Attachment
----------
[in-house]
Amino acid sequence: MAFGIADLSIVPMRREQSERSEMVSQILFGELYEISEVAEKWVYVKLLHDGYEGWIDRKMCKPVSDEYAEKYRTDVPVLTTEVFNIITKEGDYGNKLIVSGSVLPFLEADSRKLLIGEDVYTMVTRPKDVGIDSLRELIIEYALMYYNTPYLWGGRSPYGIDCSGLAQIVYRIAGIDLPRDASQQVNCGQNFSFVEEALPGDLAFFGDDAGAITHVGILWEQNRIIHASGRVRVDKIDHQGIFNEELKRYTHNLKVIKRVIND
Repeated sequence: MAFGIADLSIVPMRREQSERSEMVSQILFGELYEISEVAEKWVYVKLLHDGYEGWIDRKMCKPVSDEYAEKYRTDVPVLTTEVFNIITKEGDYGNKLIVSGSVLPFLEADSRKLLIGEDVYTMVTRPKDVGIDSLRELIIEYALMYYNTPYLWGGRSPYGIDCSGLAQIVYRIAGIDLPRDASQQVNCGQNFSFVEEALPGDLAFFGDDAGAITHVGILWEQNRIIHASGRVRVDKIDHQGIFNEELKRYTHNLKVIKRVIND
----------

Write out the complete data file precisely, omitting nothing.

[in-house]
Amino acid sequence: MAFGIADLSIVPMRREQSERSEMVSQILFGELYEISEVAEKWVYVKLLHDGYEGWIDRKMCKPVSDEYAEKYRTDVPVLTTEVFNIITKEGDYGNKLIVSGSVLPFLEADSRKLLIGEDVYTMVTRPKDVGIDSLRELIIEYALMYYNTPYLWGGRSPYGIDCSGLAQIVYRIAGIDLPRDASQQVNCGQNFSFVEEALPGDLAFFGDDAGAITHVGILWEQNRIIHASGRVRVDKIDHQGIFNEELKRYTHNLKVIKRVIND
Repeated sequence: MAFGIADLSIVPMRREQSERSEMVSQILFGELYEISEVAEKWVYVKLLHDGYEGWIDRKMCKPVSDEYAEKYRTDVPVLTTEVFNIITKEGDYGNKLIVSGSVLPFLEADSRKLLIGEDVYTMVTRPKDVGIDSLRELIIEYALMYYNTPYLWGGRSPYGIDCSGLAQIVYRIAGIDLPRDASQQVNCGQNFSFVEEALPGDLAFFGDDAGAITHVGILWEQNRIIHASGRVRVDKIDHQGIFNEELKRYTHNLKVIKRVIND